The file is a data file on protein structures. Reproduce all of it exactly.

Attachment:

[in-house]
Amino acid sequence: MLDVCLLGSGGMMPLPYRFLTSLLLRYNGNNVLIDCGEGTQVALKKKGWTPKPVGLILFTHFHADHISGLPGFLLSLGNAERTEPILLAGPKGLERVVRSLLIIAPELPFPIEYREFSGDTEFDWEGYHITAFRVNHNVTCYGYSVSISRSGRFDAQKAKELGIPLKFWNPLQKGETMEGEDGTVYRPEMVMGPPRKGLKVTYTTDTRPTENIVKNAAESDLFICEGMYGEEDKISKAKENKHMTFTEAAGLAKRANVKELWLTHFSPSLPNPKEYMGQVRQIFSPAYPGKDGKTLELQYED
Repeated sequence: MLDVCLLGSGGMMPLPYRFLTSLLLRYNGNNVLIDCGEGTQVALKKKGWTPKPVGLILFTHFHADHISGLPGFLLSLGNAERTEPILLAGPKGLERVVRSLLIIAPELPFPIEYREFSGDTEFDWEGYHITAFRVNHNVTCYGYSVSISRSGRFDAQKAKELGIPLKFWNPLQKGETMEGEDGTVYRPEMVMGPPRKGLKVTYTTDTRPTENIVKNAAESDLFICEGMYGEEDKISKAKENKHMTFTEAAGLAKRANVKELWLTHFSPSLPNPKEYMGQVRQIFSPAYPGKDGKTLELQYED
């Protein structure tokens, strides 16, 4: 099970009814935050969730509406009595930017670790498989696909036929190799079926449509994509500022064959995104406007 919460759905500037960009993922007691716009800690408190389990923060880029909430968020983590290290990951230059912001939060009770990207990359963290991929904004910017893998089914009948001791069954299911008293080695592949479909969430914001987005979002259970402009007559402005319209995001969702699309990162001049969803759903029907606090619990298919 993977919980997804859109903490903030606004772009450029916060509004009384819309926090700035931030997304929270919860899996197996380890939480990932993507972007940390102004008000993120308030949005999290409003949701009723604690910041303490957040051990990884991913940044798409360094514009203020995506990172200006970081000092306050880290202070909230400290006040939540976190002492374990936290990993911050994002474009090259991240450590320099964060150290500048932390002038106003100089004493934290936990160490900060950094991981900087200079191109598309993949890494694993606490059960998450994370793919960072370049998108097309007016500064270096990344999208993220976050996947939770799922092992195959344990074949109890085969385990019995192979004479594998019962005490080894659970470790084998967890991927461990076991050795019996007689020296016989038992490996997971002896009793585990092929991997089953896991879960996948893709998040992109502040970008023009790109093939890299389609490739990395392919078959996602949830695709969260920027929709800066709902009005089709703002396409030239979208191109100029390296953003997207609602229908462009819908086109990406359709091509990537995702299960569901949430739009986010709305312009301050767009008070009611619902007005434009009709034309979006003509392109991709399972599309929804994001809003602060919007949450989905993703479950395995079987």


[in-house]
Amino acid sequence: MLDVCLLGSGGMMPLPYRFLTSLLLRYNGNNVLIDCGEGTQVALKKKGWTPKPVGLILFTHFHADHISGLPGFLLSLGNAERTEPILLAGPKGLERVVRSLLIIAPELPFPIEYREFSGDTEFDWEGYHITAFRVNHNVTCYGYSVSISRSGRFDAQKAKELGIPLKFWNPLQKGETMEGEDGTVYRPEMVMGPPRKGLKVTYTTDTRPTENIVKNAAESDLFICEGMYGEEDKISKAKENKHMTFTEAAGLAKRANVKELWLTHFSPSLPNPKEYMGQVRQIFSPAYPGKDGKTLELQYED
Repeated sequence: MLDVCLLGSGGMMPLPYRFLTSLLLRYNGNNVLIDCGEGTQVALKKKGWTPKPVGLILFTHFHADHISGLPGFLLSLGNAERTEPILLAGPKGLERVVRSLLIIAPELPFPIEYREFSGDTEFDWEGYHITAFRVNHNVTCYGYSVSISRSGRFDAQKAKELGIPLKFWNPLQKGETMEGEDGTVYRPEMVMGPPRKGLKVTYTTDTRPTENIVKNAAESDLFICEGMYGEEDKISKAKENKHMTFTEAAGLAKRANVKELWLTHFSPSLPNPKEYMGQVRQIFSPAYPGKDGKTLELQYED
């Protein structure tokens, strides 16, 4: 099970009814935050969730509406009595930017670790498989696909036929190799079926449509994509500022064959995104406007 919460759905500037960009993922007691716009800690408190389990923060880029909430968020983590290290990951230059912001939060009770990207990359963290991929904004910017893998089914009948001791069954299911008293080695592949479909969430914001987005979002259970402009007559402005319209995001969702699309990162001049969803759903029907606090619990298919 993977919980997804859109903490903030606004772009450029916060509004009384819309926090700035931030997304929270919860899996197996380890939480990932993507972007940390102004008000993120308030949005999290409003949701009723604690910041303490957040051990990884991913940044798409360094514009203020995506990172200006970081000092306050880290202070909230400290006040939540976190002492374990936290990993911050994002474009090259991240450590320099964060150290500048932390002038106003100089004493934290936990160490900060950094991981900087200079191109598309993949890494694993606490059960998450994370793919960072370049998108097309007016500064270096990344999208993220976050996947939770799922092992195959344990074949109890085969385990019995192979004479594998019962005490080894659970470790084998967890991927461990076991050795019996007689020296016989038992490996997971002896009793585990092929991997089953896991879960996948893709998040992109502040970008023009790109093939890299389609490739990395392919078959996602949830695709969260920027929709800066709902009005089709703002396409030239979208191109100029390296953003997207609602229908462009819908086109990406359709091509990537995702299960569901949430739009986010709305312009301050767009008070009611619902007005434009009709034309979006003509392109991709399972599309929804994001809003602060919007949450989905993703479950395995079987």